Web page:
The proposed new powers will give the body the right of
access to prisons and the right to compel witnesses to give

Chief Commissioner Monica McWilliams has welcomed the move,
but said the commission had still not secured all the
powers that it needed.

The Ulster Unionist Party has criticised the development,
accusing the British government of making further
concessions to republicans.


Nothing New In 'Changes' To Commission Says SDLP

By Staff Reporter

PROPOSED additional powers for the Northern Ireland Human
Rights Commission is "an old announcement dressed up as a
new one", it was claimed last night.

The British government yesterday published a consultation
paper on extended powers for the body.

Born out of the Good Friday Agreement the commission has
come under intense scrutiny – its independence and limited
powers facing particular criticism.

The body was also em-broiled in an internal crisis with the
high-public resignation of a number of members over
concerns that proposals for a Bill of Rights for Northern
Ireland could undermine fair employment legislation.

Then chief commissioner Brice Dickson faced widespread
calls for his resignation after it was revealed he had
written to former chief constable Sir Ronnie Flanagan in
late 2001, saying a court action brought by a parent of the
Holy Cross school, which had been backed by the commission,
had no merit.

The letter was written without the knowledge of the parent,
who had sought a judicial review of the policing of the
loyalist protest at the north Belfast school.

Under new proposals published yesterday, the commission
would be given right of entry to prisons and powers to
compel witnesses to give evidence.

NIO minister David Hanson said: "The government believes
strongly in the importance of human rights and is committed
to ensuring that the commission has the right powers to
enable it to carry out its duties effectively."

He said ministers had assessed recommendations put forward
to them by the commission and were satisfied that it
already broadly possessed the right powers to carry out its

However, he said: "In two important areas, the right of
access to places of detention and the power to compel
evidence and witnesses, we agree that it is right to amend
the Northern Ireland Act 1998 to make sure that the
commission can fulfil its existing functions properly."

The consultation will run until early February and Mr
Hanson said he particularly wanted views on how the two new
powers should be implemented and how the government could
ensure the right safeguards were in place.

Getting new powers has been a lengthy business for the
commission – it first sought them in 2001 in
recommendations to the government after its first two years
in operation.

The government outlined an initial response in a
consultation paper in 2002 and the Commission submitted a
request for additional powers in 2004.

The newly-appointed chief commissioner Professor Monica
McWilliams welcomed Mr Hanson's announcement, while
admitting they did not get all they wanted.

"We are delighted that the secretary of state has issued
this consultation paper which, though it does not offer the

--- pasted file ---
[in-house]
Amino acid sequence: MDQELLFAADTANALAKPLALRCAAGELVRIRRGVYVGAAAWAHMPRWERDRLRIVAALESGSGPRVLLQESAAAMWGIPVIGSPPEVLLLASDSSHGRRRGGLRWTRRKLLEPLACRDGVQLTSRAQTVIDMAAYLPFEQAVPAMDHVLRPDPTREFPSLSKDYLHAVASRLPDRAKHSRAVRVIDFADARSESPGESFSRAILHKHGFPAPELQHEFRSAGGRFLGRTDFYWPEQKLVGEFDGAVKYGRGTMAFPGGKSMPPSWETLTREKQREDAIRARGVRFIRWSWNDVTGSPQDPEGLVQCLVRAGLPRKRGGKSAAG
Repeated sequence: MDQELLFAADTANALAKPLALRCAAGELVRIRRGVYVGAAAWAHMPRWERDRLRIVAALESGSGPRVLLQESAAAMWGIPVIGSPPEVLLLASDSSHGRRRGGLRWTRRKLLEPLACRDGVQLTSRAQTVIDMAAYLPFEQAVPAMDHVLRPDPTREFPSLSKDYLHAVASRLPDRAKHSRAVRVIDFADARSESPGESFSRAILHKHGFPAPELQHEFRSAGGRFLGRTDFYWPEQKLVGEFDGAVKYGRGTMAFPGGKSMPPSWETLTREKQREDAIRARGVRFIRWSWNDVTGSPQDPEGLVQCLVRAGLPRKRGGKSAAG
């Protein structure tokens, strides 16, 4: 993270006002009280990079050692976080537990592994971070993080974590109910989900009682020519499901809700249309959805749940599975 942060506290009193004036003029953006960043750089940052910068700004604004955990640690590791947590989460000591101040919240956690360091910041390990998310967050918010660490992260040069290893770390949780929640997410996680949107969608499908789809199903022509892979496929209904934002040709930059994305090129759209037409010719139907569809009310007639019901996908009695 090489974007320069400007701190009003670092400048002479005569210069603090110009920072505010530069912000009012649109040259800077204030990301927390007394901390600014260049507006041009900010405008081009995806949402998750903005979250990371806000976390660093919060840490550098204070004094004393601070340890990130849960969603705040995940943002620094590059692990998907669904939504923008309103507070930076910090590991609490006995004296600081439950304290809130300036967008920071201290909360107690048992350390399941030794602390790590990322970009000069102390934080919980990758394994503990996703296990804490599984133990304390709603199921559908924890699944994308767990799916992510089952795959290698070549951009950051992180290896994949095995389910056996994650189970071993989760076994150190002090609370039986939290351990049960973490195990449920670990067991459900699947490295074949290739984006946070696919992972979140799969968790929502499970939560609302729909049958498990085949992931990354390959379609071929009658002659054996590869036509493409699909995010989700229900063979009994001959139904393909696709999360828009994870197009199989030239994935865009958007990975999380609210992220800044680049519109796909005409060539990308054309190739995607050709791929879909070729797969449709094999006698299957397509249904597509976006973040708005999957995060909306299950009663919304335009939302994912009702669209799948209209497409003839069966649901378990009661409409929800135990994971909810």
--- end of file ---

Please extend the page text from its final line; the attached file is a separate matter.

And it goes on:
commission everything that it sought, includes several
recommendations, which if accepted, will empower us to more
effectively carry out our investigations work," Prof
McWilliams said.

"It is gratifying that, at long last, we may soon be able
to more effectively investigate allegations of human rights

Prof McWilliams said that at the moment, contrary to the
United Nation's Paris Principles on human rights
investigations, commission had no power to compel anyone to
provide evidence during the course of an investigation, nor
did it have access rights to places of detention.

"Hopefully these new powers will enable us to act fully
independently in the conduct of inquiries and
investigations," she added.

However, SDLP assembly member Patricia Lewsley said
yesterday's announcement was "an old one dressed up as a
new one and it is still not clear when it will ever be

"While [yesterday's] announcement sounds good, it looks
like the commission and the human rights of all of us still
aren't being taken as seriously as they should be."


Ex-CIRA Man Hits Out At 'Lies'

Ciarán Barnes

A former Continuity IRA leader has accused the British
security services of waging a whispering campaign against

In August, the PSNI told the ex-paramilitary from Co Tyrone
that the Continuity IRA would try to kill him.

When he approached the Continuity IRA leadership to verify
the threat, he was assured that he was in no danger,
despite his resignation from the group some weeks earlier.

The man and his brother - a well-known Co Armagh republican
- say they have been the victims of a whispering campaign
in recent days.

It was claimed that they had been ordered out of Ireland
after being thrown out of the Continuity IRA along with six
other men for "gangsterism".

However, one of the brothers told Daily Ireland yesterday
that the claims were "Brit lies".

"We resigned from the Continuity IRA in August because we
were not happy with the direction the organisation was
going," he said.

"The cops came to my house a few weeks later to tell me I
was under threat of death from the Continuity IRA.

"I contacted the leadership and they told me this was

"Although my brother and I resigned, we parted on good

He added: "We are not under threat and we haven't been
ordered out of the country."